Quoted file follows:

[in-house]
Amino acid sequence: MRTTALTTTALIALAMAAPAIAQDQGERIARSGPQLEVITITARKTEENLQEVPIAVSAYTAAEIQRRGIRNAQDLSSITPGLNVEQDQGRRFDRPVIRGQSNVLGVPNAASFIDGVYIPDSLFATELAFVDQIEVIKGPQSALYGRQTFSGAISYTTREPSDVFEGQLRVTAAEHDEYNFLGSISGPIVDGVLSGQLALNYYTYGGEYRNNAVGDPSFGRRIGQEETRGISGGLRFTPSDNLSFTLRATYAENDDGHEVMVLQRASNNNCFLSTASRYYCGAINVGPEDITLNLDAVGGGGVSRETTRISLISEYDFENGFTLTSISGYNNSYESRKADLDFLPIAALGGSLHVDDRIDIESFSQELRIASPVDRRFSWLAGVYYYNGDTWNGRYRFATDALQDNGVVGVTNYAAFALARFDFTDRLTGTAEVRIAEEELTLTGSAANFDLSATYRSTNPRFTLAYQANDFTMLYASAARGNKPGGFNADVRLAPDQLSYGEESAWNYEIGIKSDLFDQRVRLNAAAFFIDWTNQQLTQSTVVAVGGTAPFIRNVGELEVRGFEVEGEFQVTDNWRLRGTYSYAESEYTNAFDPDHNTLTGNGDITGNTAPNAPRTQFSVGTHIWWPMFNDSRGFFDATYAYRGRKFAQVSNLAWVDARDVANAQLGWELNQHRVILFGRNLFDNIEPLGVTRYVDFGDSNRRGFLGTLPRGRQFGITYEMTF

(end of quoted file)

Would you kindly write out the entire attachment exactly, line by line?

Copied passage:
[in-house]
Amino acid sequence: MRTTALTTTALIALAMAAPAIAQDQGERIARSGPQLEVITITARKTEENLQEVPIAVSAYTAAEIQRRGIRNAQDLSSITPGLNVEQDQGRRFDRPVIRGQSNVLGVPNAASFIDGVYIPDSLFATELAFVDQIEVIKGPQSALYGRQTFSGAISYTTREPSDVFEGQLRVTAAEHDEYNFLGSISGPIVDGVLSGQLALNYYTYGGEYRNNAVGDPSFGRRIGQEETRGISGGLRFTPSDNLSFTLRATYAENDDGHEVMVLQRASNNNCFLSTASRYYCGAINVGPEDITLNLDAVGGGGVSRETTRISLISEYDFENGFTLTSISGYNNSYESRKADLDFLPIAALGGSLHVDDRIDIESFSQELRIASPVDRRFSWLAGVYYYNGDTWNGRYRFATDALQDNGVVGVTNYAAFALARFDFTDRLTGTAEVRIAEEELTLTGSAANFDLSATYRSTNPRFTLAYQANDFTMLYASAARGNKPGGFNADVRLAPDQLSYGEESAWNYEIGIKSDLFDQRVRLNAAAFFIDWTNQQLTQSTVVAVGGTAPFIRNVGELEVRGFEVEGEFQVTDNWRLRGTYSYAESEYTNAFDPDHNTLTGNGDITGNTAPNAPRTQFSVGTHIWWPMFNDSRGFFDATYAYRGRKFAQVSNLAWVDARDVANAQLGWELNQHRVILFGRNLFDNIEPLGVTRYVDFGDSNRRGFLGTLPRGRQFGITYEMTF